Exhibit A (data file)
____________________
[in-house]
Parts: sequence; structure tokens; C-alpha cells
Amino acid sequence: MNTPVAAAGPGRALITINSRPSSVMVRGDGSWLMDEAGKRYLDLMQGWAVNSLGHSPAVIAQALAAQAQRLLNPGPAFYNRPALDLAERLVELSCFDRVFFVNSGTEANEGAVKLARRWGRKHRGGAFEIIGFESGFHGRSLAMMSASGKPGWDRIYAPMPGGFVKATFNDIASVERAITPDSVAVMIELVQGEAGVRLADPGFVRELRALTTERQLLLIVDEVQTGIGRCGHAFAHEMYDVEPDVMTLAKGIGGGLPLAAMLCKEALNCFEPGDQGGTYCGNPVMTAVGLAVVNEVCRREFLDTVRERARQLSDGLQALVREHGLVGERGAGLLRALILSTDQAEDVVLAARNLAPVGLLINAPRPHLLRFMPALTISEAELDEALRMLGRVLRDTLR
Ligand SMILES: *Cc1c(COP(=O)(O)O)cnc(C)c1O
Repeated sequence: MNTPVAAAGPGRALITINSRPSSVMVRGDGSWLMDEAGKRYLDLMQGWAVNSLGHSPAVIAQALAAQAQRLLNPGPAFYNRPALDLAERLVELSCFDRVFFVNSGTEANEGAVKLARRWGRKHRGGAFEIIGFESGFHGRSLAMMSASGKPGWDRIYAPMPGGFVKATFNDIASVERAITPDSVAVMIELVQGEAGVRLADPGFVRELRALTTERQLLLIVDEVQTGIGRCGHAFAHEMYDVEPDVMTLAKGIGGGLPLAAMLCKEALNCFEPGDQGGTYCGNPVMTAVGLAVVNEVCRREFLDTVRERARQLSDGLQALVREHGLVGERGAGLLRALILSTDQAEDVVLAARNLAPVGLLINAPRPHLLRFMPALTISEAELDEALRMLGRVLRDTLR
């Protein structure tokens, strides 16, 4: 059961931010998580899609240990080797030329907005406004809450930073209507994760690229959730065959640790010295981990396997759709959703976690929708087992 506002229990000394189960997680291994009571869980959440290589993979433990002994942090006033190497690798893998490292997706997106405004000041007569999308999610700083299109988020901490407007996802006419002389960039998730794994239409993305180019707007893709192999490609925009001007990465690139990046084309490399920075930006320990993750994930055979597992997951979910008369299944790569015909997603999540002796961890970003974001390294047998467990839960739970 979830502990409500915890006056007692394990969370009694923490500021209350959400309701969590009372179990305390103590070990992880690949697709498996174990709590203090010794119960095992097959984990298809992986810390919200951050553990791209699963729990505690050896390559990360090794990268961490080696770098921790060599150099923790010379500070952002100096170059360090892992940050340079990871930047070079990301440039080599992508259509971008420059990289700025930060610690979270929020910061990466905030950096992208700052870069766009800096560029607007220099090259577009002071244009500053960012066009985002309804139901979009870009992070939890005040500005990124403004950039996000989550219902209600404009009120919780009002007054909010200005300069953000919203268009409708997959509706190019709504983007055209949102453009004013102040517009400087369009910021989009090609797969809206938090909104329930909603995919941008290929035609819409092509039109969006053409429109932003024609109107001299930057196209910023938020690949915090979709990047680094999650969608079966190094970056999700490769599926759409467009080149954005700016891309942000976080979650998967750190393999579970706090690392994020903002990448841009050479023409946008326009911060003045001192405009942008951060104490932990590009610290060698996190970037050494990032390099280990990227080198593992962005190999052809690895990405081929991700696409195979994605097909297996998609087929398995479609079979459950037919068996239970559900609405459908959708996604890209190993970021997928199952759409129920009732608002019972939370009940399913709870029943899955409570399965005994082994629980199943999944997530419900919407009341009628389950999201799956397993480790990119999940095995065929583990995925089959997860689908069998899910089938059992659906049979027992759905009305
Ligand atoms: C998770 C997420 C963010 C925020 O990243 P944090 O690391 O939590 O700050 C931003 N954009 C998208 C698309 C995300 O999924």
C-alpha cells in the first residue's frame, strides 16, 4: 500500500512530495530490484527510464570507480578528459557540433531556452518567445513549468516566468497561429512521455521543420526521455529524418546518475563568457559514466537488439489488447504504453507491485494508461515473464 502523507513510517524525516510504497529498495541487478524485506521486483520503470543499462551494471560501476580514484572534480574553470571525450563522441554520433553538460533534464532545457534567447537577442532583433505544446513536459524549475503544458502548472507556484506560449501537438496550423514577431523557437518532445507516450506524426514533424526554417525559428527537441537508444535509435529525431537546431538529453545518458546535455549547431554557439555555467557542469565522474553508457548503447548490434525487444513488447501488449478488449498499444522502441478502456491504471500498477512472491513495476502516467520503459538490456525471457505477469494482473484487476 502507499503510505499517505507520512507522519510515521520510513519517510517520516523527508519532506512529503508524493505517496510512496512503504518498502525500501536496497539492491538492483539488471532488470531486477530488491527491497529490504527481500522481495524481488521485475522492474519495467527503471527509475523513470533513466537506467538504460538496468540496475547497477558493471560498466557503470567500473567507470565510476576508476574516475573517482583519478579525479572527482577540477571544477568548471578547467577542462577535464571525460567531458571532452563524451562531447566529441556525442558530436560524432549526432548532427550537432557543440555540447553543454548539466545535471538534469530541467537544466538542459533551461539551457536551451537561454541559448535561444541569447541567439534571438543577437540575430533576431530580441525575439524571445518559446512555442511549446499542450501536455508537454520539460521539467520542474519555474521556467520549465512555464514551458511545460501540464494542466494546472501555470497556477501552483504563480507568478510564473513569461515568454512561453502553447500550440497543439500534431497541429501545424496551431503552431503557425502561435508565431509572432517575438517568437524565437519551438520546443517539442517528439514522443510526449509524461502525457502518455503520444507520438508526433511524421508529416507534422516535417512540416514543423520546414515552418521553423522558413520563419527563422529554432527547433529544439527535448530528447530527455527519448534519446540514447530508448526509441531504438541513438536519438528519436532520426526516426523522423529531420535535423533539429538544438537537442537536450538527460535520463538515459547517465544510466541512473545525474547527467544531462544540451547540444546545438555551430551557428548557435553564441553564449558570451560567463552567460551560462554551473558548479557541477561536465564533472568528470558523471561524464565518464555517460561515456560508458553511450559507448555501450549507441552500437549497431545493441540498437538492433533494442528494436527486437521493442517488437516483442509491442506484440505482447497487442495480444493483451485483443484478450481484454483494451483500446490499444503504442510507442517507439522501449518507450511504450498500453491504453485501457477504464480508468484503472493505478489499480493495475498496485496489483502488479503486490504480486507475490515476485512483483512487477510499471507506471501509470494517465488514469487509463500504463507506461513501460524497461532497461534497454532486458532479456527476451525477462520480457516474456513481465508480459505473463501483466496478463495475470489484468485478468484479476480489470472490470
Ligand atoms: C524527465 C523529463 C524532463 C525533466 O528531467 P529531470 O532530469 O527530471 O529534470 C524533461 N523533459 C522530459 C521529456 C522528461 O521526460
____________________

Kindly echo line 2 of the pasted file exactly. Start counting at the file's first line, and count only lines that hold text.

Parts: sequence; structure tokens; C-alpha cells